 1996 Telecommunication Act:
You can’t reach 35% of national audience
 2003: You can’t reach 45%

FCC used to enforce BROADCAST DIVERSITY
(NOT ANYMORE)

Radio ownership
◦ Clear Channel owns:
Over 1,190 stations
Premiere Radio network (syndicates programs to 6,500 other stations
240 international stations
40 TV stations
Largest Billboard/outdoor sign business
Largest live event promoter
SFX (talent and sports star agency)
Broadway, Cable, network, films

Radio ownership
Empire of the air/video (7:40)

Radio Culture
Internet radio services
PANDORA
Last.fm
Launchcast (yahoo)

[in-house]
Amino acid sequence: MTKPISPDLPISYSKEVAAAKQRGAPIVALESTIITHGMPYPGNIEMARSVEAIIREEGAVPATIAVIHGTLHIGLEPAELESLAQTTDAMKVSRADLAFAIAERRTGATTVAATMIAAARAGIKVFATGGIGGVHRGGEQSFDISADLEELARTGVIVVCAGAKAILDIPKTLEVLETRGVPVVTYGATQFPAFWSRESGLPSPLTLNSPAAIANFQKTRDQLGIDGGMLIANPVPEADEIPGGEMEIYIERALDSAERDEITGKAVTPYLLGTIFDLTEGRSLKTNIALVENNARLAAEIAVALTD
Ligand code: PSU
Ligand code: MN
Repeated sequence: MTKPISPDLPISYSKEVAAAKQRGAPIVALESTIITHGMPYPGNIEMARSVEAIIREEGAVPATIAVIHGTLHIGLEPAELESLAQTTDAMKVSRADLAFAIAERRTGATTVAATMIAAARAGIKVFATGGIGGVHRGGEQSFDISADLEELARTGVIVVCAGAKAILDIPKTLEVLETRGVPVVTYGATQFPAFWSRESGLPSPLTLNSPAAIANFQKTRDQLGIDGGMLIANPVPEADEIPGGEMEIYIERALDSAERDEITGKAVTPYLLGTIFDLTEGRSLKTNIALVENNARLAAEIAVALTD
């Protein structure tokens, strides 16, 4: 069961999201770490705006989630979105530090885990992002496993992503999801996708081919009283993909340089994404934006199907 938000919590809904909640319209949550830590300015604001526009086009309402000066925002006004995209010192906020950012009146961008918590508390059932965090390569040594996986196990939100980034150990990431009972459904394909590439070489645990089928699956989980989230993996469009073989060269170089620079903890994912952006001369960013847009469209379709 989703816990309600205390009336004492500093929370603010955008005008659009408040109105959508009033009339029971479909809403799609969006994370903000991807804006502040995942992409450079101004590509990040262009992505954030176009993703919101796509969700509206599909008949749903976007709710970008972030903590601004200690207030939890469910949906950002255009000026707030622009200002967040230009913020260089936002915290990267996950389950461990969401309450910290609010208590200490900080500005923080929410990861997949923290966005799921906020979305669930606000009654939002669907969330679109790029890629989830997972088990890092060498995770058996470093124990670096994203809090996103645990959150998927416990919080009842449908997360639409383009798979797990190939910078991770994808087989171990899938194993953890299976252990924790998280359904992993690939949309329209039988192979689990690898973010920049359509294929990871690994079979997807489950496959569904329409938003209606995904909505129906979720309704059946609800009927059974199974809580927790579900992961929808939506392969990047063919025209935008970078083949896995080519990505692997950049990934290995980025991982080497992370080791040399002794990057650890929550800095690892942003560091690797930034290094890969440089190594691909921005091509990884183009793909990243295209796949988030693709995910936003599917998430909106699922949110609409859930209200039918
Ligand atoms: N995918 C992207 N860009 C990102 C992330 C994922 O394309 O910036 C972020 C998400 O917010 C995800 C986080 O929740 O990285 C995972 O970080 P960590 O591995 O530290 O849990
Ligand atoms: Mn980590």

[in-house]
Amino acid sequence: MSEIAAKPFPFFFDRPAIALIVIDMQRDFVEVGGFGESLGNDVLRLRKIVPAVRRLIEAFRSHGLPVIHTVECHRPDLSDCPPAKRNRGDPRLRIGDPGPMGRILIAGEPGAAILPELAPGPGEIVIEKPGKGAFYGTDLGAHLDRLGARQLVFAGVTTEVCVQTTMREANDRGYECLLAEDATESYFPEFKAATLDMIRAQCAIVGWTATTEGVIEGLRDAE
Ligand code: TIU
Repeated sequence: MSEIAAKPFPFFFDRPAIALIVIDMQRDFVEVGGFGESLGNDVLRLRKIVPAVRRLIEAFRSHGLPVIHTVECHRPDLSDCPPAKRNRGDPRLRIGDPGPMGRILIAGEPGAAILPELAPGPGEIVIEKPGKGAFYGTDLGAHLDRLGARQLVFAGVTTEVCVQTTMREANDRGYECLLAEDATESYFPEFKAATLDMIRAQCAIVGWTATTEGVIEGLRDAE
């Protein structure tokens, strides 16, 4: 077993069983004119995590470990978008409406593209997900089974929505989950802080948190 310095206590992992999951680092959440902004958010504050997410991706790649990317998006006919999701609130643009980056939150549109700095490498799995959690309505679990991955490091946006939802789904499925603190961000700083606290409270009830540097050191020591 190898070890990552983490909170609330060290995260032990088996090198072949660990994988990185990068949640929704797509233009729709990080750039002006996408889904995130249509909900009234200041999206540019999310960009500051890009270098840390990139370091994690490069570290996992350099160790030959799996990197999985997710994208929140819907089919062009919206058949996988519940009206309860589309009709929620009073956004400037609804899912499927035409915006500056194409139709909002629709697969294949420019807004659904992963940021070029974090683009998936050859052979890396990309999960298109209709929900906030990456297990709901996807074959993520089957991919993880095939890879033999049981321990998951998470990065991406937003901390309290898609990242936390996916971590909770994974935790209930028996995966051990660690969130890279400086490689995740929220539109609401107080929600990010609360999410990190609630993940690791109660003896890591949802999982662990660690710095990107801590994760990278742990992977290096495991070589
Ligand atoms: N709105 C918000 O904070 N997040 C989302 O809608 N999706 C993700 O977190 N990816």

Rhapsody (Realnetwork)
Guideposts
Pitchfork
Emusic

If Pandora and other customizable services take
off (and so far that’s a big if), they could shift
the balance of power not just in how music is
consumed, but in how it is made. “You now
have music fans that are completely enabled as
editorial voices,” said Michael Nash, senior vice
president for digital strategy and business
development at Warner Music Group, one of the
four major music conglomerates. “You can’t fool
those people. You can’t put out an album with
one good single on it. Those days are over.”

But if fans become their own
gatekeepers, the emerging question is
what sort they will be. Will they use
services like Pandora to refine their
choices so narrowly that they close
themselves off to new surprises? Or will
they use the services to seek out mass
shared experiences in an increasingly
atomized music world?